Different Conversions

 •  3 min. read  •  grade level: 7
I have been looking at the different characteristics which mark the divine operation on the soul in the different conversions recorded in the gospels and the Acts. For instance, that of Peter and of Levi in Luke 5; that of Zacchaeus in Luke 19; that of Nicodemus and of the Samaritan in John.
It is sweet to inspect the way in which the light of God approached and entered the soul. Sometimes it was gentle; sometimes it was full of force and rapidity; sometimes it intimated a work more fully on the heart; and sometimes a work more on the conscience or understanding. But it was always God's work, that we know, though the material operated on may have been various, and the mode of operation various.
Look at Acts 8, 9, and 10. The Eunuch was evidently in the hand of God ere Philip met him—he was under the drawings of the Father (John 6). And that his heart was deeply engaged is evident, because he forgot the common order, as I may say, of the world, when he bid Philip come up to him in his chariot. He waited for no introduction. The stranger was no stranger, since he referred to that subject which at that moment was everything to his heart. He was another Zacchaeus, who forgot his place in society, and pressed through the crowd after Jesus.
Look at Saul. He was full of religious zeal—the zeal of an inquisitor. Look at Cornelius. He was full of religious devotion—gentle, benevolent, disposed (instead of persecuting others) to judge that all others were better than himself.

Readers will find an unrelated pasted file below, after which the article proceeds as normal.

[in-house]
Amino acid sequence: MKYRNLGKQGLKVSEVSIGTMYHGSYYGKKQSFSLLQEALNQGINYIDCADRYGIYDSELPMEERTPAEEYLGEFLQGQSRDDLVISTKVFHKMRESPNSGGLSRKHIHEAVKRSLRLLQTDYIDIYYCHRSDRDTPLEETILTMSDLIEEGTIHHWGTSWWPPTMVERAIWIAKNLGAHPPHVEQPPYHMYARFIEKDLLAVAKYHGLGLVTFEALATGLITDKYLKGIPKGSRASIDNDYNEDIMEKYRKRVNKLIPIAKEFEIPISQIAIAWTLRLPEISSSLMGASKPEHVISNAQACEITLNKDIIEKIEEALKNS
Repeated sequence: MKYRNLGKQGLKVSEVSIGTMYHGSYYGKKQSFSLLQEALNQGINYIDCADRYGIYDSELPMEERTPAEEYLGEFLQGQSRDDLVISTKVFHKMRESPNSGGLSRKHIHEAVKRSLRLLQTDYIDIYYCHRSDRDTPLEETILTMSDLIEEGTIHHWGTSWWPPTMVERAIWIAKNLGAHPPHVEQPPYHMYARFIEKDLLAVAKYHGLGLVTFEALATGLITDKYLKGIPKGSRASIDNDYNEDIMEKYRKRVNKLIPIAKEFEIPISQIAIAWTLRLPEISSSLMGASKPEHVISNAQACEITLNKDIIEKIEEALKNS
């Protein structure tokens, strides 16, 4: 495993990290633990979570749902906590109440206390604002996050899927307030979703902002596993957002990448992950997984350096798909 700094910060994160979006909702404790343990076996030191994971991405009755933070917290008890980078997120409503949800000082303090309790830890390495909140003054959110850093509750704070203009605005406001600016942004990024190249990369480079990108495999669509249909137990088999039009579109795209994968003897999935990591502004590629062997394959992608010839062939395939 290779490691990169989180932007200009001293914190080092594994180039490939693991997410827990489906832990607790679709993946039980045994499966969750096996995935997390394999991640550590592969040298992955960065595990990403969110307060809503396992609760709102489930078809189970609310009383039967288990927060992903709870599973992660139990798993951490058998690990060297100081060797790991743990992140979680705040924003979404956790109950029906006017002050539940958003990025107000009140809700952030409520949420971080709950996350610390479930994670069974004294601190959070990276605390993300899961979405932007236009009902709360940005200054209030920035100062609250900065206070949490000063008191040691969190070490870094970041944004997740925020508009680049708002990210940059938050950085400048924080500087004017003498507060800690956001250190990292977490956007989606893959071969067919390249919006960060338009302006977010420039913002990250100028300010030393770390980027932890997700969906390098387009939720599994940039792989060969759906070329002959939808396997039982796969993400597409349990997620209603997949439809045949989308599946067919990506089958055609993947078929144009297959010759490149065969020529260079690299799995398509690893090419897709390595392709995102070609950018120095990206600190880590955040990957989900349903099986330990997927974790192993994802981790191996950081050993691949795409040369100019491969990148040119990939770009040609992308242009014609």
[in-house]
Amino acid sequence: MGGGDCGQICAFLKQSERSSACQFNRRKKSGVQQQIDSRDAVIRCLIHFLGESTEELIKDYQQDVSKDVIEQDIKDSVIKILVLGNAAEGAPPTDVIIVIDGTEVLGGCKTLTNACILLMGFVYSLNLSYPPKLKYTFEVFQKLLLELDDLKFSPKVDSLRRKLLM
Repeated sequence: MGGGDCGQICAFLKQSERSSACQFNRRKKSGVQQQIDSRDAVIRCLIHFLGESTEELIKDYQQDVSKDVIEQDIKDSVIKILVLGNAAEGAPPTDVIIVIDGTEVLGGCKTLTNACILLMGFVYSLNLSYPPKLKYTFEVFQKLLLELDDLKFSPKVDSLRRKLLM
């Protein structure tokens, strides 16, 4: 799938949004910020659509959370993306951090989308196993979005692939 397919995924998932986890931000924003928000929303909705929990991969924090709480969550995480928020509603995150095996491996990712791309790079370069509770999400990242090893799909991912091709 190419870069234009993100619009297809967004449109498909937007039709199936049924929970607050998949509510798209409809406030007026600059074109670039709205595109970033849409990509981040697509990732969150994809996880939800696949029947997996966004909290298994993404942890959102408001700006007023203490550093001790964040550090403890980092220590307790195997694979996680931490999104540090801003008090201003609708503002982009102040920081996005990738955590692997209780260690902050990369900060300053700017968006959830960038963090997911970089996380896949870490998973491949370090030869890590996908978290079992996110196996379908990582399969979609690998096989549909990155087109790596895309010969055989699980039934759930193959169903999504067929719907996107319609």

Here were different materials, and the mode of operation on them was different. The work was carried on in Saul's soul with characteristic force—that in Cornelius's with like gentleness and grace. But both of them equally needed Jesus. There was no life in either or for either, but through Jesus.
So the jailor and Lydia in chapter 16. Lydia was something of a female Cornelius. She was devout, and gentle, and gracious; and the Lord, by a very gentle operation, opened her heart. The jailor was a kind of Saul, at least in his apprenticeship; he was beginning to practice his hand in that work of persecution with which Saul had been long familiar. But as far as he had gone, he had learned his art well; and the operation on him, like that on Saul of Tarsus, was in characteristic force. An earthquake accompanied the unlocking of the bars of his strong and iron heart, as "the still small voice" had done the business with Lydia's.
But again; neither the gentle Lydia, nor the fiery jailor, could do without Jesus. Till Lydia knew Jesus, Paul could teach her; but he did not worship with her, though she was a devout woman (see vv. 13, 16).
May the souls of sinners be precious in our sight! and these witnesses of the grace of God, and of the power of the Spirit, be acceptable to our hearts.